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Ethernet network cables look similar for both regular and casual users. People struggle with identifying the type of ethernet cables to connect their devices with. And upon a closer look at the cable jacket, the relatively experienced users finger out the cable type but the casual users can’t tell which type even then.
To be able to identify the type of ethernet cable, a user needs to know the various types. In networking terms, the types are of ethernet network cables are called categories. There are several categories of these networking cables but the most common ones are Cat5e, Cat6, and Cat6a cables.
The key to identifying ethernet cables is the ability to read the jacket inscriptions. Later in the article, you will learn how to read the text written on the cable jackets.
“Cat” is short for “Category”. The ‘e’ in cat5e refers to ‘enhanced’ and ‘a’ in cat6a refers to ‘augmented’. What this means is that within one category of ethernet cables, there can be other ‘enhanced’ or ‘augmented’ variants.
As mentioned earlier, the most common categories of Ethernet network cables are cat5e, cat6, and cat6a. You will find these cables in almost all household and business networking applications. Because of the range of specifications, these cables are flexible and cater to almost all user requirements.
Let’s discuss these categories and how to identify them in detail.
How to read the ethernet cable jacket
Before reading the cable jacket let’s think for a moment, what you are trying to know: you are trying to know which category of ethernet cable it is? Is it shielded or unshielded? Is the conductor pure copper or copper-clad aluminum? Which standards does it comply with? The size of the conductors (AWG), etc.
Essentially, you will be looking for the following specifications.
Category: The primary specification that defines an ethernet network cable is its category. It will be written on the cable jacket as Cat5e or Cat6a. The category of the ethernet cable tells more about itself than just the category which will be discussed later.
STP or UTP: If the description on the jacket says ‘STP’, it means the conductors are shielded and twisted in pairs which will ensure lesser crosstalk and lower attenuation. If the jacket says, ‘UTP’, it means that the conductors are twisted but not shielded. UTP cables entertain relatively more crosstalk and attenuation than STP cables.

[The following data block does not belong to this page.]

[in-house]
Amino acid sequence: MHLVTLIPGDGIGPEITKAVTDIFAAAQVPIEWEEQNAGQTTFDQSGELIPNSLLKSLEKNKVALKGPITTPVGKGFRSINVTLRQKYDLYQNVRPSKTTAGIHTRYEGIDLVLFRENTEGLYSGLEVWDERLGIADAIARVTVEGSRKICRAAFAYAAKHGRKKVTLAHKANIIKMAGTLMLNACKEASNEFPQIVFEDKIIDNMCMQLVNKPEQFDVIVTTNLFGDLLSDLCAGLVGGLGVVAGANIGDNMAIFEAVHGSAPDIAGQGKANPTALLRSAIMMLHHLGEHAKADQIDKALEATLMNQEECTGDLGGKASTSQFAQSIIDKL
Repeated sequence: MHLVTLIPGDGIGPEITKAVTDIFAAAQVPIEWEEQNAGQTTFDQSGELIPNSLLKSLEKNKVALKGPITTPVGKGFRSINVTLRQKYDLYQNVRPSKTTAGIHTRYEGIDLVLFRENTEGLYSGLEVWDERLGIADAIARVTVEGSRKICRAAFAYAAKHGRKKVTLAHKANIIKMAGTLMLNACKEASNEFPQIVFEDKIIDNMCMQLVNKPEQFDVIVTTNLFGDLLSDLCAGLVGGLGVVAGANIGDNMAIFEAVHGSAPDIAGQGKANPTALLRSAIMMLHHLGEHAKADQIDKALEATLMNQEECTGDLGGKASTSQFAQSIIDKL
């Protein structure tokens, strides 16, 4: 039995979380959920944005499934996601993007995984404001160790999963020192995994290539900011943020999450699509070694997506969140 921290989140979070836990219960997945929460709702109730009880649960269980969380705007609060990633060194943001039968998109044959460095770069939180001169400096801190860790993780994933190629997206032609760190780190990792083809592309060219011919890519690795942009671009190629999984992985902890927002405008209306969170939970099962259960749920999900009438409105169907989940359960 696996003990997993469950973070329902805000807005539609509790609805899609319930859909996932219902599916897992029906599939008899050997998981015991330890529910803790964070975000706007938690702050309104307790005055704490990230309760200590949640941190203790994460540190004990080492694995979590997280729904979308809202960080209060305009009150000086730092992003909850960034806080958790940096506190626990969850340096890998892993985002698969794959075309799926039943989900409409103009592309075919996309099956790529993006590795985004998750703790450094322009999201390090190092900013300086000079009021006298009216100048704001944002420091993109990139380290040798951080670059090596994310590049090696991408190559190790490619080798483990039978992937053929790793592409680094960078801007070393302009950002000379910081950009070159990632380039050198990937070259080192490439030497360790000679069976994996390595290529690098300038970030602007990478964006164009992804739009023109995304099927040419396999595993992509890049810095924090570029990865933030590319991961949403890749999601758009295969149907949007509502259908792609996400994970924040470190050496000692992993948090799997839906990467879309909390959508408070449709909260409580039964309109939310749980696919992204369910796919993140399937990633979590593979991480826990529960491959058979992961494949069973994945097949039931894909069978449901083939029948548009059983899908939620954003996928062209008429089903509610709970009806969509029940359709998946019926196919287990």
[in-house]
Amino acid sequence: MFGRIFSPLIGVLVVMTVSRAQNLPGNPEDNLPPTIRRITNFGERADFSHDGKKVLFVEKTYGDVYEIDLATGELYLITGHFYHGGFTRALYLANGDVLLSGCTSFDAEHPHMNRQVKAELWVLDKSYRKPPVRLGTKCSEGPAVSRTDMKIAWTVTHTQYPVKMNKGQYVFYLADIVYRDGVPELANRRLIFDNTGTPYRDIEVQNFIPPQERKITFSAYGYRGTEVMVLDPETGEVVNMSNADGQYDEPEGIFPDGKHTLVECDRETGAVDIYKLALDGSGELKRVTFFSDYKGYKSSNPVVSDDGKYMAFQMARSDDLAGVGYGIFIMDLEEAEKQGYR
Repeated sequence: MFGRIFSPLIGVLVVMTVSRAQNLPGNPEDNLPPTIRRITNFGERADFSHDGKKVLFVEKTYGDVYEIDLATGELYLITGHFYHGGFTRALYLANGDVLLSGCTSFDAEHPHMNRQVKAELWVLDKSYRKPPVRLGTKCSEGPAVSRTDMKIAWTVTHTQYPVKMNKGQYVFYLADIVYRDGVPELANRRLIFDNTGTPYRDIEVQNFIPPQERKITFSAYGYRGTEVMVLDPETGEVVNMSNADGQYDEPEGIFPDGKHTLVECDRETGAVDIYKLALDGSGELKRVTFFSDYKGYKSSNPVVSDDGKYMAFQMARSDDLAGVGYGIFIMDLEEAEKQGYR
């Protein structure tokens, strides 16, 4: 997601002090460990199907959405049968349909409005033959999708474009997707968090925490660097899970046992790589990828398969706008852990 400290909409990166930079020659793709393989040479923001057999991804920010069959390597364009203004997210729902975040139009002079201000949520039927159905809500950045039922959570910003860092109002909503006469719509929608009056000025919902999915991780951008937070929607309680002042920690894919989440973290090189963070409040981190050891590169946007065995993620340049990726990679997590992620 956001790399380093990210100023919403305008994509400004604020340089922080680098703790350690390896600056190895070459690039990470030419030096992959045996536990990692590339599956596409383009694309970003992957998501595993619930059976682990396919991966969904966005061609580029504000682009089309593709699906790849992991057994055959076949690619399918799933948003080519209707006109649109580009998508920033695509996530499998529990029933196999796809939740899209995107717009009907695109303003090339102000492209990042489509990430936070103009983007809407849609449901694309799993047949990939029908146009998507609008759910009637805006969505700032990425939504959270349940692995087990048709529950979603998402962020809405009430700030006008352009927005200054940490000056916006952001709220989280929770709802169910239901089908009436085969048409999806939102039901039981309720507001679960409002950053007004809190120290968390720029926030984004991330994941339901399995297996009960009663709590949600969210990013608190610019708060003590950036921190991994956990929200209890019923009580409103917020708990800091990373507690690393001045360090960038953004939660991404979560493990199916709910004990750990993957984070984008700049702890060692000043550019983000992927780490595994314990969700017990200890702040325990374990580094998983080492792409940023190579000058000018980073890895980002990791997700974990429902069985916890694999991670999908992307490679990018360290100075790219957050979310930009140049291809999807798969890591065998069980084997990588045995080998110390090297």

Standards/ certifications: Two certifications are important to ensure an ethernet cable is up to the safety and performance standards of the market: UL (underwriters laboratories) and EIA/TIA. If the cable jacket mentions ‘UL-listed’ and ‘EIA/TIA’, it means that it has undergone rigorous testing to ensure its compliance with legal standards.
AWG / Conductor size: American wire gauge (AWG) refers to the size of each conductor wire. For example, the AWG of Cat5e is 24. If you are trying to identify the cable for connecting it with your device, AWG is not a necessary specification to identify the cable, because the connector will be already connected to the cable.
If your cable jacket reads ‘Cat5e’, it means that it is the enhanced variant of the 5th category of ethernet network cables. It supports a data transfer rate of up to 1Gbps over a distance of 50 meters with a bandwidth capacity of 350MHz.
Cat6 cables are the 6th category of ethernet cables and they have a bandwidth capacity of up to 550 MHz. They are high-performance cables that can transmit data at up to 10Gbps over a run length of 50 meters.
Cat6A cables are the augmented 6th category cables. All specifications of these cables are more advanced than their previous categories. The data transfer rate of these cables is up to 10Gbps over a run length of 100 meters and the bandwidth capacity is up to 750 MHz. These cables are available in both shielded and unshielded versions. If you see Cat6a written on a cable, you can expect it to have the aforementioned specifications.
Pro-tip: You can find out if your cable conductor is pure copper or copper-clad aluminum by cutting a small piece of the cable. The pure copper conductor looks gold-ish to the core and the copper-clad aluminum will look silver-ish at its core.
Identifying the type of an Ethernet network cable requires an understanding of the specifications of different ethernet cables and you also need to know different types of ethernet cables beforehand. In conclusion, what you should be looking for are the aforementioned specifications written on the jacket of the ethernet cable, namely, STP/UTP, Category, certifications, conductor type, and conductor size.
We at NewYork Cables produce long-lasting, easy to use and highly ethernet cables and accessories. We also offer free shipping over orders above $199.
|Cable Jacket||Plenum, Riser & PVC||Plenum, Riser & PVC||Plenum & Riser|
|Wire Gauge||24-AWG||23-AWG||23-AWG Highly Twisted|
|Frequencies||350 MHZ||550 MHZ||750 MHZ|
|Installation Temp||0°C to 60°C||0°C to 60°C||0°C to 60°C|
|Pairs||4 Twisted Pairs||4 Twisted Pairs||4 Twisted Pairs|
|Package||Easy Pull Box||Easy Pull Box||Wood Spool|
|Colors||Black, Blue, White, Red, Green, Yellow||Black, Blue, White, Red, Green, Yellow||Black, Blue, White, Red, Green, Yellow|
|Standard Compliance||ETL, FCC, CE, CSA, ISO/IES, RoHS||FCC, CE, CSA, ISO/IES, RoHS||ETL, FCC, CE, CSA, ISO/IES, RoHS|